Posed, the figurative sculptures exhibited at Homo Sapiens offer a rare opportunity to contemplate the work of some of the finest British sculptors of the past fifty years.
These masters and mistresses of metal are curated to include an illustrious collection of the works of twentieth century artists, together with more recent talents, such as Anna Gillespie whose poignantly emotional sculptures have been placed in Chelsea Flower Show Gardens.
The works, ranging in scale from petit maquettes to over life sized, are displayed within the cool white walls and blond wooden floors of Beaux Arts’ airy ambience.
Nonchalantly standing, reflectively foetal or provocatively recumbent, each sculpture captures a scrutinised aspect of character: Elisabeth Frink’s towering and fierce Riace warrior acts as sentinel by the entrance, Lynn Chadwick’s breeze blown cloaked figures march forth whilst Michael Ayrton’s playful group relax along a jetty as Reg Butler’s Italian Girl brazenly beckons.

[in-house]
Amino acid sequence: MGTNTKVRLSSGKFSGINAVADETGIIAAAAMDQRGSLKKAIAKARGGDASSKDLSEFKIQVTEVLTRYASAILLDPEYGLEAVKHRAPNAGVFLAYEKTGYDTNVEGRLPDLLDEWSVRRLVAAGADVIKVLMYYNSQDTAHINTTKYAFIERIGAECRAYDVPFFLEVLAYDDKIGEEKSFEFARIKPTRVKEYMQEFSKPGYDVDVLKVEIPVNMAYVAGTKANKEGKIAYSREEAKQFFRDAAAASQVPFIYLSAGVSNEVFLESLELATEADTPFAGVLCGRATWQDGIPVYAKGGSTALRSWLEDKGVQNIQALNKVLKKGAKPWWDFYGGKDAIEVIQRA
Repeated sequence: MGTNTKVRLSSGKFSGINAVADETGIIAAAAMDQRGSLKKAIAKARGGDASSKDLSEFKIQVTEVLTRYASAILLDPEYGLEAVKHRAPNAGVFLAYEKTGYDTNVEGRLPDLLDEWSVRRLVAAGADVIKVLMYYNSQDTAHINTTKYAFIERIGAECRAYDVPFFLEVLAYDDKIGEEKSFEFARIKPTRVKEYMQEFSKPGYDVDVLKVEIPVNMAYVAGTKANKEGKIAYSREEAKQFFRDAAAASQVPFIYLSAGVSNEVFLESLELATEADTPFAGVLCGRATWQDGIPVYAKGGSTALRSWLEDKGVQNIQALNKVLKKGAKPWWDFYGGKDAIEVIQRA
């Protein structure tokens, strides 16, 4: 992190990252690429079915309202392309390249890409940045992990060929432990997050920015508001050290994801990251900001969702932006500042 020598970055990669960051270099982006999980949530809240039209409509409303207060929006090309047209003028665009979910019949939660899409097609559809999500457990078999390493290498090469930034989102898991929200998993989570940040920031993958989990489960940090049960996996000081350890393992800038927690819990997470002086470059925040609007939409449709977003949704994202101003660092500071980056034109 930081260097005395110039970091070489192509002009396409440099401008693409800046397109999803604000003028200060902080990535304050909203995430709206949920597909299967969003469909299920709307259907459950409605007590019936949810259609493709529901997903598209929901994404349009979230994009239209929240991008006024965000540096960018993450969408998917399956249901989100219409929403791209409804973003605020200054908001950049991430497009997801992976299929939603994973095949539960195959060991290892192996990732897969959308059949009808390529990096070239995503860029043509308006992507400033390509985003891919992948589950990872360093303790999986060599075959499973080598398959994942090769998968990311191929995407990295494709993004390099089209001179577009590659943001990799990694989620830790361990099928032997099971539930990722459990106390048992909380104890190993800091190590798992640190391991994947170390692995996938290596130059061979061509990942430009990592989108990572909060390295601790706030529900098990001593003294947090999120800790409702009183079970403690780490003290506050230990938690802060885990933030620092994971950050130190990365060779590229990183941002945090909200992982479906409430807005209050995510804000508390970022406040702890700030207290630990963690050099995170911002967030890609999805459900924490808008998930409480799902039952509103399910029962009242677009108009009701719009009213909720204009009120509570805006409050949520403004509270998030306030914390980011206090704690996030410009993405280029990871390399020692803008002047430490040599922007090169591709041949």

Many of these figures were wrought when, post-war, sculpture was transformed from ceremonially civic to tantalisingly familiar. They still confidently capture our gaze, though latterly resins have replaced bronze.
Surveying each decade, the joyful experimental poses of the 1950s have developed beyond 1970s angular austerity to return with vigour in the 1990s. Figures then mellowing towards the more sensual introspection evident in compositions of the twenty-first century.
Our obsession with expressive figuration has never fully fallen out of fashion; as a theme reflections of our own image remain convivial company, perpetually engaging, perplexing and deeply personal.